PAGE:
Swiss veil lifted

The Treasury’s agreement with the Swiss government on offshore banking has real teeth to bite tax evaders. John Greenwood reports

The UK Treasury’s agreement with the Swiss government has been hailed and attacked in equal measure.

Critics have accused the Treasury of caving in to Swiss demands to maintain the secrecy its banks are famous for. But many experts see the agreement as the de facto end of Swiss banking secrecy, at least as far as UK residents are concerned.

The £3bn the Treasury ultimately expects to get from the deal is in a sense the tip of the iceberg. Tax analysts believe the plan will lead to more high net worth individuals being more likely to stay onshore in future. It will see the introduction of a 48 per cent tax on investment income and 27 per cent on gains from 2013.

Under the terms of the agreement, existing funds held by UK taxpayers in Switzerland will be subject to a one-off deduction of between 19 and 34 per cent to settle past tax liabilities, leaving those who have already paid their taxes unaffected. As a gesture of good faith Swiss banks will make an up-front payment from Switzerland to Britain of 500m Swiss Francs.

The Treasury hopes the agreement will resolve the long-standing abuse of Swiss banking secrecy by those who seek to conceal the proceeds of tax evasion and is expected to secure billions of pounds of unpaid tax for the UK exchequer from 2013.

Osborne says: “Tax evasion is wrong at the best of times, but in economic circumstances like this it means that hard-pressed law-abiding taxpayers are forced to pay even more. We will be as tough on the richest who evade tax as on those who cheat on benefits. The days when it was easy to stash the profits of tax evasion in Switzerland are over.”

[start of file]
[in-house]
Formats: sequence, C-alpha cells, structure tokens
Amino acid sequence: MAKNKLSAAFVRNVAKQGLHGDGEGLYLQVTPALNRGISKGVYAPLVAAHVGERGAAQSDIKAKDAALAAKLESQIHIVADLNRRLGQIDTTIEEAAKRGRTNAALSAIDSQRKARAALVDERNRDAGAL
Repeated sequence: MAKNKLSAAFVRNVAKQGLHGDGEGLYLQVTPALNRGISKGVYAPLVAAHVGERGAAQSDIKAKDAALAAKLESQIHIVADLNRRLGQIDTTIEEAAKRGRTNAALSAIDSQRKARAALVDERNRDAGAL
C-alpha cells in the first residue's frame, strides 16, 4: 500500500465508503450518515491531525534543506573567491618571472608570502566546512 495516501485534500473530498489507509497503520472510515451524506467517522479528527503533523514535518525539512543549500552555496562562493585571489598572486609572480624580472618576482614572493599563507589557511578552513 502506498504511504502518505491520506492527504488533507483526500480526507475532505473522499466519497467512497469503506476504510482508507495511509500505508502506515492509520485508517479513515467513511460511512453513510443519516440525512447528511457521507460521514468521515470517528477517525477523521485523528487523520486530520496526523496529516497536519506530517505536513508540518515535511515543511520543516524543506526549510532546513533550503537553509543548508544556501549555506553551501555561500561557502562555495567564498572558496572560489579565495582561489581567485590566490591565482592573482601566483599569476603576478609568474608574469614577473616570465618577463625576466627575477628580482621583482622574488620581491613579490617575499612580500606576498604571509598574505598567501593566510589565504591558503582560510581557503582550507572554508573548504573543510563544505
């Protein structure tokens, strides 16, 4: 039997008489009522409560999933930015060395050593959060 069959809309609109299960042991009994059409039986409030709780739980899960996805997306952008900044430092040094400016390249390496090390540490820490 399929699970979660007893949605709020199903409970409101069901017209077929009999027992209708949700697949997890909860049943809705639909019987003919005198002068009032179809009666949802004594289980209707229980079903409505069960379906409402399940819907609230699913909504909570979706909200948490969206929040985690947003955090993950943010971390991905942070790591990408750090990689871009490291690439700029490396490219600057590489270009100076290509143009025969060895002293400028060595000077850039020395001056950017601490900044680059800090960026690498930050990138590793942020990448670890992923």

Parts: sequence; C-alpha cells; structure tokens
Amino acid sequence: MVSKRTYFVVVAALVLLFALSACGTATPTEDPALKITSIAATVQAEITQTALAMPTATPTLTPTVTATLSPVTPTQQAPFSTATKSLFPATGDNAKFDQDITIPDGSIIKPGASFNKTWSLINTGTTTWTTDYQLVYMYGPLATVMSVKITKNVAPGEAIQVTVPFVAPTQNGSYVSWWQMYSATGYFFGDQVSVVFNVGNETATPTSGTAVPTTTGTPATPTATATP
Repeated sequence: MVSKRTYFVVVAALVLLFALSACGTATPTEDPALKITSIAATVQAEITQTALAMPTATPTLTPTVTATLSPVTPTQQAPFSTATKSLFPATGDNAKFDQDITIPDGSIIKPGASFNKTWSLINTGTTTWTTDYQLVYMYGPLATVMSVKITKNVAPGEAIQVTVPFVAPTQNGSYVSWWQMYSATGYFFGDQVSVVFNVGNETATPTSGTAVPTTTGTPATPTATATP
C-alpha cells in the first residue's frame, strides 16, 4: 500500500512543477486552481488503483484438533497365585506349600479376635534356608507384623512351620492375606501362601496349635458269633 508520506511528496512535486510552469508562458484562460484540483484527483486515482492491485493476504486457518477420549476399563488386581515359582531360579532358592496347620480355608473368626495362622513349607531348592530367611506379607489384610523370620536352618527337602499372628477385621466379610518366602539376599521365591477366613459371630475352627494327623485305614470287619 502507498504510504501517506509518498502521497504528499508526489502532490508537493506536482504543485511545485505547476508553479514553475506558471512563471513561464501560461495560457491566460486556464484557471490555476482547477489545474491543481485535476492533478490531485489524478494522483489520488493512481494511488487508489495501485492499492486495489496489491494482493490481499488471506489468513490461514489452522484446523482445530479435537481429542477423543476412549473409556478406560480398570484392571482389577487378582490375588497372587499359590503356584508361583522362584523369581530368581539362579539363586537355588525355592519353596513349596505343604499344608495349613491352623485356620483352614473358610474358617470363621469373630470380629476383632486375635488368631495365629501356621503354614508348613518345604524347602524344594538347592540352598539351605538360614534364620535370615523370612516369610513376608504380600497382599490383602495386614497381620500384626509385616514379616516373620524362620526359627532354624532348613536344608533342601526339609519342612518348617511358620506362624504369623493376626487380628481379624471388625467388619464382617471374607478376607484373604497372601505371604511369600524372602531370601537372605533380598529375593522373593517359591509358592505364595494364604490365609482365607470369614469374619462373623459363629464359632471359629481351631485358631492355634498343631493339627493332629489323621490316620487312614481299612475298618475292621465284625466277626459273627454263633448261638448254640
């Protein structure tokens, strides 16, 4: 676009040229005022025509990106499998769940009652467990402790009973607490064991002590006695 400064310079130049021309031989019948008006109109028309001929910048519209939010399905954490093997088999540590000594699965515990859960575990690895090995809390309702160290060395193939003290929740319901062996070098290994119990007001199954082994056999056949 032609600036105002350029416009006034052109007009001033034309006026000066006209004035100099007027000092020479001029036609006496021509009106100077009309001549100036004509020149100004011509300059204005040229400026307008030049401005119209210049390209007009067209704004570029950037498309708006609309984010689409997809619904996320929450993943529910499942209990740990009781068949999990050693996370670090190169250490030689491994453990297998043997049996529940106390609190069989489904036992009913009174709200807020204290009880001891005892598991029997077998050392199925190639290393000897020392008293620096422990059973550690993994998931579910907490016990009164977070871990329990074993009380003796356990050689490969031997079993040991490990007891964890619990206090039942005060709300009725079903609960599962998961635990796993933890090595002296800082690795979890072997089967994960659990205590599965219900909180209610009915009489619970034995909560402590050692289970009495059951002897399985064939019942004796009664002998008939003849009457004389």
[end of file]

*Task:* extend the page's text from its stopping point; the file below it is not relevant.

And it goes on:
Provisions buried in the small print that could really make the wealthy think again about going to Switzerland, say experts.

“This agreement means a qualified end to Switzerland’s banking secrecy,” says Mike Warburton, a partner at Grant Thornton. “What few people have reported is the fact that the Treasury has secured the right to disclosure of the identities of 500 people a year they think are breaking UK tax rules.”

Warburton argues this means Switzerland’s banking secrecy is effectively over, as the deterrent effect of being caught will make only the foolhardy or those obeying UK laws take their money there. He is predicting high profile cases being taken by the Revenue.

“We will see some celebrities being done by the Revenue. They will request the details of some pop stars or footballers they think have stashed their cash in Switzerland, and throw the book at them,” says Warburton.

“We will be as tough on the richest who evade tax as on those who cheat on benefits. The days when it was easy to stash the profits of tax evasion in Switzerland are over”

Simon Airey, director of national tax investigations at DLA Piper says: “This is a ground-breaking achievement for the Swiss and UK authorities. It will strengthen Switzerland’s standing as an international financial centre and effectively signals the demise of banking secrecy as a means of concealing tax evasion.

“A lot of the finer details of the deal are not yet known but if it is ratified into Swiss law, its terms will undoubtedly be attractive to those who are prepared to pay a premium to maintain their anonymity.

“For those who wish to make a clean break of things, the Liechtenstein Disclosure Facility (“LDF”) is likely to remain the most cost-effective way of permanently regularising their affairs. People using the LDF typically pay between 10 and 20 per cent of the undeclared overseas assets depending on their circumstances. On the face of it, this is less than the Swiss deal but not everyone will be eligible and it is important for people to take advice in relation to their individual situation.

The agreement is expected to come into force in 2013, following scrutiny by Parliament and after ratification procedures in Switzerland are complete.

Those with undeclared assets in Switzerland need to consider their position in the meantime. Both the LDF and the Swiss deal will not be available to those who are investigated by HMRC in the interim.

DLA Piper points out that under the terms of the deal, HMRC will obtain certain information about the destination of assets that are transferred out of Switzerland so closing accounts in order to avoid the levy is not a risk free option.